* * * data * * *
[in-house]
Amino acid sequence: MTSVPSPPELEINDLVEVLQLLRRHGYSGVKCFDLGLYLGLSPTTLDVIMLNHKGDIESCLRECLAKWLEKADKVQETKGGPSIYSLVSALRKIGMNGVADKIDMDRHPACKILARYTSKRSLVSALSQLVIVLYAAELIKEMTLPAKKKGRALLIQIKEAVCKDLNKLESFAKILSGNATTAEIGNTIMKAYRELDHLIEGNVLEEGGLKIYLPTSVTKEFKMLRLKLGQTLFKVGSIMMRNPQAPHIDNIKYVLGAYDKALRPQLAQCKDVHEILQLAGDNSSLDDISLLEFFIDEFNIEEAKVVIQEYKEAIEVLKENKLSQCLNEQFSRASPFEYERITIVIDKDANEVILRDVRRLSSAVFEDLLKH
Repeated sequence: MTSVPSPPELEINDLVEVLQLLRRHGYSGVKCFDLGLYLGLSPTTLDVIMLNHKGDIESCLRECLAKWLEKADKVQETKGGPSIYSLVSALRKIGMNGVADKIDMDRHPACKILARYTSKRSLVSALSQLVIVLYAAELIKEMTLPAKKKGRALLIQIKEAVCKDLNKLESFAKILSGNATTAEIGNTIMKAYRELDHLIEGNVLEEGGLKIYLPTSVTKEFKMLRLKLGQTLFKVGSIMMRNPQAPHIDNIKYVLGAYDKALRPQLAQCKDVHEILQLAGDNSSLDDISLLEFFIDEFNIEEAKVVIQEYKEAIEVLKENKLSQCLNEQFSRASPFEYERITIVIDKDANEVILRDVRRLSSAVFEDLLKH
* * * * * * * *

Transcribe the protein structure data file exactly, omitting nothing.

[in-house]
Amino acid sequence: MTSVPSPPELEINDLVEVLQLLRRHGYSGVKCFDLGLYLGLSPTTLDVIMLNHKGDIESCLRECLAKWLEKADKVQETKGGPSIYSLVSALRKIGMNGVADKIDMDRHPACKILARYTSKRSLVSALSQLVIVLYAAELIKEMTLPAKKKGRALLIQIKEAVCKDLNKLESFAKILSGNATTAEIGNTIMKAYRELDHLIEGNVLEEGGLKIYLPTSVTKEFKMLRLKLGQTLFKVGSIMMRNPQAPHIDNIKYVLGAYDKALRPQLAQCKDVHEILQLAGDNSSLDDISLLEFFIDEFNIEEAKVVIQEYKEAIEVLKENKLSQCLNEQFSRASPFEYERITIVIDKDANEVILRDVRRLSSAVFEDLLKH
Repeated sequence: MTSVPSPPELEINDLVEVLQLLRRHGYSGVKCFDLGLYLGLSPTTLDVIMLNHKGDIESCLRECLAKWLEKADKVQETKGGPSIYSLVSALRKIGMNGVADKIDMDRHPACKILARYTSKRSLVSALSQLVIVLYAAELIKEMTLPAKKKGRALLIQIKEAVCKDLNKLESFAKILSGNATTAEIGNTIMKAYRELDHLIEGNVLEEGGLKIYLPTSVTKEFKMLRLKLGQTLFKVGSIMMRNPQAPHIDNIKYVLGAYDKALRPQLAQCKDVHEILQLAGDNSSLDDISLLEFFIDEFNIEEAKVVIQEYKEAIEVLKENKLSQCLNEQFSRASPFEYERITIVIDKDANEVILRDVRRLSSAVFEDLLKH